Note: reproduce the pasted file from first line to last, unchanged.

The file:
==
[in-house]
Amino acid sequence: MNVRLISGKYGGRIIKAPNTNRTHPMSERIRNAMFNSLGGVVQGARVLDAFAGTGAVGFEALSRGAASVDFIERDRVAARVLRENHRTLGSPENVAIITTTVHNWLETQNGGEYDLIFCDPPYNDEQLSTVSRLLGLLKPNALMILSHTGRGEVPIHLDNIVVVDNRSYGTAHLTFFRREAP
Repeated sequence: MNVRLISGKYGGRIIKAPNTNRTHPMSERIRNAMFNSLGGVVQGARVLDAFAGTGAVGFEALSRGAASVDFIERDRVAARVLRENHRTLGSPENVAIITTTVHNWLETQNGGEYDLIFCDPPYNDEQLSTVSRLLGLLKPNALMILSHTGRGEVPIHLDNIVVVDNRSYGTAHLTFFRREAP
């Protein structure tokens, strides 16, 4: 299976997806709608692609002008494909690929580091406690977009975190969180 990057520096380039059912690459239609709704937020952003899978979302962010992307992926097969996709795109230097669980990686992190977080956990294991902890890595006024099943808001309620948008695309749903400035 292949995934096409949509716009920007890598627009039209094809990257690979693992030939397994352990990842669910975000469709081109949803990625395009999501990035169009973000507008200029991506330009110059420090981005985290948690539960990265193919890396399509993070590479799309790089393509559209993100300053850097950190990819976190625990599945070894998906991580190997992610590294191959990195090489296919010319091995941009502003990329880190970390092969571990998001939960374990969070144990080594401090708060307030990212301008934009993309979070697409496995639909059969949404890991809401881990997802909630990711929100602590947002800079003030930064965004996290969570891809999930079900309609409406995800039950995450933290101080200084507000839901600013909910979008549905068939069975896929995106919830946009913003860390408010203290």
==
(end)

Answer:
[in-house]
Amino acid sequence: MNVRLISGKYGGRIIKAPNTNRTHPMSERIRNAMFNSLGGVVQGARVLDAFAGTGAVGFEALSRGAASVDFIERDRVAARVLRENHRTLGSPENVAIITTTVHNWLETQNGGEYDLIFCDPPYNDEQLSTVSRLLGLLKPNALMILSHTGRGEVPIHLDNIVVVDNRSYGTAHLTFFRREAP
Repeated sequence: MNVRLISGKYGGRIIKAPNTNRTHPMSERIRNAMFNSLGGVVQGARVLDAFAGTGAVGFEALSRGAASVDFIERDRVAARVLRENHRTLGSPENVAIITTTVHNWLETQNGGEYDLIFCDPPYNDEQLSTVSRLLGLLKPNALMILSHTGRGEVPIHLDNIVVVDNRSYGTAHLTFFRREAP
């Protein structure tokens, strides 16, 4: 299976997806709608692609002008494909690929580091406690977009975190969180 990057520096380039059912690459239609709704937020952003899978979302962010992307992926097969996709795109230097669980990686992190977080956990294991902890890595006024099943808001309620948008695309749903400035 292949995934096409949509716009920007890598627009039209094809990257690979693992030939397994352990990842669910975000469709081109949803990625395009999501990035169009973000507008200029991506330009110059420090981005985290948690539960990265193919890396399509993070590479799309790089393509559209993100300053850097950190990819976190625990599945070894998906991580190997992610590294191959990195090489296919010319091995941009502003990329880190970390092969571990998001939960374990969070144990080594401090708060307030990212301008934009993309979070697409496995639909059969949404890991809401881990997802909630990711929100602590947002800079003030930064965004996290969570891809999930079900309609409406995800039950995450933290101080200084507000839901600013909910979008549905068939069975896929995106919830946009913003860390408010203290």